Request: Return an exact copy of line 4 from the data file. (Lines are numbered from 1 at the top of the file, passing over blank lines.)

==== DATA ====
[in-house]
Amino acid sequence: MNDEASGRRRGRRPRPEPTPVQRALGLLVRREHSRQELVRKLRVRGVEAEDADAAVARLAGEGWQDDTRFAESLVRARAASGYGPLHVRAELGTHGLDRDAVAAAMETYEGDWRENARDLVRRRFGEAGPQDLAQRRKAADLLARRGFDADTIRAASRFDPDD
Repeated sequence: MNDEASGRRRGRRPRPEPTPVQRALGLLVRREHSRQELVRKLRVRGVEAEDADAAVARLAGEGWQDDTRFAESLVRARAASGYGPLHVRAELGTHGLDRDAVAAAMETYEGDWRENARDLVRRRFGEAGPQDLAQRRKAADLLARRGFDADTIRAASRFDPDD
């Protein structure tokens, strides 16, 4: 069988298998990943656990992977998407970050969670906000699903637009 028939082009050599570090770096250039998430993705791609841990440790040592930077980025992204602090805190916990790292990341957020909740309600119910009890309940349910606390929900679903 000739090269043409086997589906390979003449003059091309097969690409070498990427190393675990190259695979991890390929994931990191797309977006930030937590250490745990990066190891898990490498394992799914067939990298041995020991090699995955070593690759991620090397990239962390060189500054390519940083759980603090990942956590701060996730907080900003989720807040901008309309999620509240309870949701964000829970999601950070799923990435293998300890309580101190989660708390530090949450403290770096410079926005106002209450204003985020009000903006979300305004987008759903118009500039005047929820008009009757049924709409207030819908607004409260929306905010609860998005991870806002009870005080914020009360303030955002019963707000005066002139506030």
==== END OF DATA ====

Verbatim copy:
């Protein structure tokens, strides 16, 4: 069988298998990943656990992977998407970050969670906000699903637009 028939082009050599570090770096250039998430993705791609841990440790040592930077980025992204602090805190916990790292990341957020909740309600119910009890309940349910606390929900679903 000739090269043409086997589906390979003449003059091309097969690409070498990427190393675990190259695979991890390929994931990191797309977006930030937590250490745990990066190891898990490498394992799914067939990298041995020991090699995955070593690759991620090397990239962390060189500054390519940083759980603090990942956590701060996730907080900003989720807040901008309309999620509240309870949701964000829970999601950070799923990435293998300890309580101190989660708390530090949450403290770096410079926005106002209450204003985020009000903006979300305004987008759903118009500039005047929820008009009757049924709409207030819908607004409260929306905010609860998005991870806002009870005080914020009360303030955002019963707000005066002139506030």